We may imagine skydiving pioneers, the heroes of our sport, to be serious, stern, austere legends. Maybe some of them are, but Ilona certainly is not. Lively, energetic, plucky—these words more closely describe the personality of the woman whose cheery voice answers the phone for this interview.
There are individuals in this world, who within moments of speaking, give the impression that within their lives is a tale worth telling and a story worth knowing. This is definitely the case with Ilona Helwig. Ilona’s skydiving story gives great insight into the development of skydiving both on the world stage and closer to home.
Originally from Budapest, Hungary, Ilona made her first skydive in the middle of June 1952, shortly before turning 15. Initially, Ilona had been interested in gliding after a fellow classmate picked up the hobby. While in the gliding club meeting, Ilona overheard that another member would be making a parachute jump. As Ilona puts it “I thought oh boy, that’s really something! So, I went to the parachute club, and that’s how it started.”
Within three years of beginning skydiving and with only 40-50 jumps under her belt, Ilona became the Hungarian female champion. In 1956, Ilona became the over-all female Hungarian champion as well as a champion in the discipline that would come to be known as “Style.” Though this early on, the jumps consisted of one “figure 8” in which the jumper would begin on heading and turn to the right and then to the left, like a figure 8.
Though the notion seems beyond belief, it is important to keep in mind that though we may now have body-flight on nearly every axis imaginable, each of these axis’ had to, at one point, be discovered. At the start, in the early days of skydiving, the sport was limited to stable, relative freefall. For example, as Ilona recalls, it wasn’t until 1962 that the women’s competition added a second figure 8 and a back loop.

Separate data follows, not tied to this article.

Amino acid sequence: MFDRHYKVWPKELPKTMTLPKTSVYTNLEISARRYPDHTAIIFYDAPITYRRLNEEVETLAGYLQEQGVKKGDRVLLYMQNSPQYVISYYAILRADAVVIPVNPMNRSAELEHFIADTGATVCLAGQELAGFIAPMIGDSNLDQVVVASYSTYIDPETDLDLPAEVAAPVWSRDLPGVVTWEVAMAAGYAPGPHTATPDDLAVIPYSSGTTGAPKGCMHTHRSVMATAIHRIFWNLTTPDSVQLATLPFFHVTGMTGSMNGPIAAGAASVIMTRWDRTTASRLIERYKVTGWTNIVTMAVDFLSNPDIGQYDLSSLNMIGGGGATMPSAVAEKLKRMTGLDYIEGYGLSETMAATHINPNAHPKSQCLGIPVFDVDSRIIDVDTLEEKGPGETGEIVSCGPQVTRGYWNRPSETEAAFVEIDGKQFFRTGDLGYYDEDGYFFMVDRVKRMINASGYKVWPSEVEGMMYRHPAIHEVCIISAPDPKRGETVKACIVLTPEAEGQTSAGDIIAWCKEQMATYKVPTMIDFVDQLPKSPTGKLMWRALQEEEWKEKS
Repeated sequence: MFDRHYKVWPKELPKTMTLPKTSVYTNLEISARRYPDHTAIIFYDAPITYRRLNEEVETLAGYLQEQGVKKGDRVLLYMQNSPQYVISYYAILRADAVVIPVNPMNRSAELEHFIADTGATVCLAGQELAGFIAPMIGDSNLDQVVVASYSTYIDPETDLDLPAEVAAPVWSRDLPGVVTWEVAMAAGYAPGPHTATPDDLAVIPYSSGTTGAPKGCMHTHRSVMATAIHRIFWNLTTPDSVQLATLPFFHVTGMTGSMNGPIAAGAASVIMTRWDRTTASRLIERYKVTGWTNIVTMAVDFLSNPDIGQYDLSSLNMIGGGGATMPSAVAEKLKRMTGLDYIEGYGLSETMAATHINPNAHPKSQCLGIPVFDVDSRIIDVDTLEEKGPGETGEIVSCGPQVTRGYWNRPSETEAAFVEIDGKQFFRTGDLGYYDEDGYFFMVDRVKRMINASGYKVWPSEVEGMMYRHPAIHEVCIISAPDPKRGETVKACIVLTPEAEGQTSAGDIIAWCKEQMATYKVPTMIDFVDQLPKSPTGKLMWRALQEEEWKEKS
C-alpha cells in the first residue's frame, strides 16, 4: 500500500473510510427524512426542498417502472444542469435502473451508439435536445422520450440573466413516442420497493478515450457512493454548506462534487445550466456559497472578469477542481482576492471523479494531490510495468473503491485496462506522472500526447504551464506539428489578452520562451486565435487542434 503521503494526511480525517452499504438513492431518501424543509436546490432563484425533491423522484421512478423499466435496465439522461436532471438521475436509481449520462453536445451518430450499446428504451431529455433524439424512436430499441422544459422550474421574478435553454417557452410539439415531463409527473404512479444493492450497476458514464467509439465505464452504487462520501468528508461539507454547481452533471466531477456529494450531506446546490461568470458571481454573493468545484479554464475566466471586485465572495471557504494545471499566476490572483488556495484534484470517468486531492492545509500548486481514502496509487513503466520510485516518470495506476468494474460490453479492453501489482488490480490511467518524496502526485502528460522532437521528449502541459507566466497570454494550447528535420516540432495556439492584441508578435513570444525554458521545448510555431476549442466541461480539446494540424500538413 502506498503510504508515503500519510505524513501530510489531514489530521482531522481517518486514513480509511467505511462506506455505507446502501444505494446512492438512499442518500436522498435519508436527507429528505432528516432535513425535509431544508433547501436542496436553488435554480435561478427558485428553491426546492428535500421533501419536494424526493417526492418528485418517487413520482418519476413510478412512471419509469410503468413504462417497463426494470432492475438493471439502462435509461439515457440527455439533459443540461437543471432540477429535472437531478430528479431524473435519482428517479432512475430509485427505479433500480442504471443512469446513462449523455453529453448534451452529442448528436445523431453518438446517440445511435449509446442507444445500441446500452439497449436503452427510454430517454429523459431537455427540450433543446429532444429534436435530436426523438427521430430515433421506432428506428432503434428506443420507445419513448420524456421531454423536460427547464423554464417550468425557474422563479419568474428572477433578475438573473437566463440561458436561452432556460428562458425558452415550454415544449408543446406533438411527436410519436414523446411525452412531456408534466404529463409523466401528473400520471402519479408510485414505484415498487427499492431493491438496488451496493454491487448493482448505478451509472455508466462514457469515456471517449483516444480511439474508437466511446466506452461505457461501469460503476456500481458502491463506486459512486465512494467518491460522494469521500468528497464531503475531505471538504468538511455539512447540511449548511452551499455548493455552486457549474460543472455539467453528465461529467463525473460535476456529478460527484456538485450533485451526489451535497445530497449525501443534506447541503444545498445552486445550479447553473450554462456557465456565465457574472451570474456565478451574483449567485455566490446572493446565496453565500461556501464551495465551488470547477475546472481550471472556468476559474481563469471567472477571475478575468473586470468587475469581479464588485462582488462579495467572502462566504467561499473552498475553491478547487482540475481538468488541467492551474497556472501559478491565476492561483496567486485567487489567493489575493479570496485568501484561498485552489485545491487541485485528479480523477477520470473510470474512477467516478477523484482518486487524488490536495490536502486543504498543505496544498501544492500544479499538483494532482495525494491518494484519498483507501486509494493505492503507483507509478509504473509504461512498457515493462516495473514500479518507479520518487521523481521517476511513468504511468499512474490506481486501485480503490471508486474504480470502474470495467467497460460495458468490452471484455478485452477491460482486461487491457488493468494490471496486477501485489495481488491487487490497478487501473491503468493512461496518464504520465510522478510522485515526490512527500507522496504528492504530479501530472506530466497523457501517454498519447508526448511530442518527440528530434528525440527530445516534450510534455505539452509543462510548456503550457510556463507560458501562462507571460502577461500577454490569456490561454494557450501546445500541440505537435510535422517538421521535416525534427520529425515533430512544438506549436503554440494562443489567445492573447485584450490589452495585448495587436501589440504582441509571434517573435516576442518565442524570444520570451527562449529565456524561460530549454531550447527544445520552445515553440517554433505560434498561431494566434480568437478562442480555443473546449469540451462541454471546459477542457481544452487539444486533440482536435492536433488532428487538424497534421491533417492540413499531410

In 1956, Ilona represented Hungary in Moscow at the third ever World Championships. This was also the first year the U.S men’s team competed on the world stage in skydiving. During this competition, 4 years after beginning skydiving, Ilona made her 100th skydive, and as she recalls, so did U.S skydiving pioneer and D License number 1, Lew Sanborn.
Shortly after the 1956 World Championship, there was a revolution in Ilona’s home country of Hungary. This revolution began in October and ended at the beginning of November. Despite the upheaval of having to emigrate from her homeland, Ilona, in what seems typical fashion, made the most of her circumstances:
“I left Hungary the last day of the revolution—with nothing but my logbook in my pocket. I went to Austria. I was put in a refugee camp, and after Christmas, they asked us where we wanted to go to. I said Canada. Canada is my chosen country, and it’s a great country. Even though, I didn’t speak any English [in Canada] I was at home.”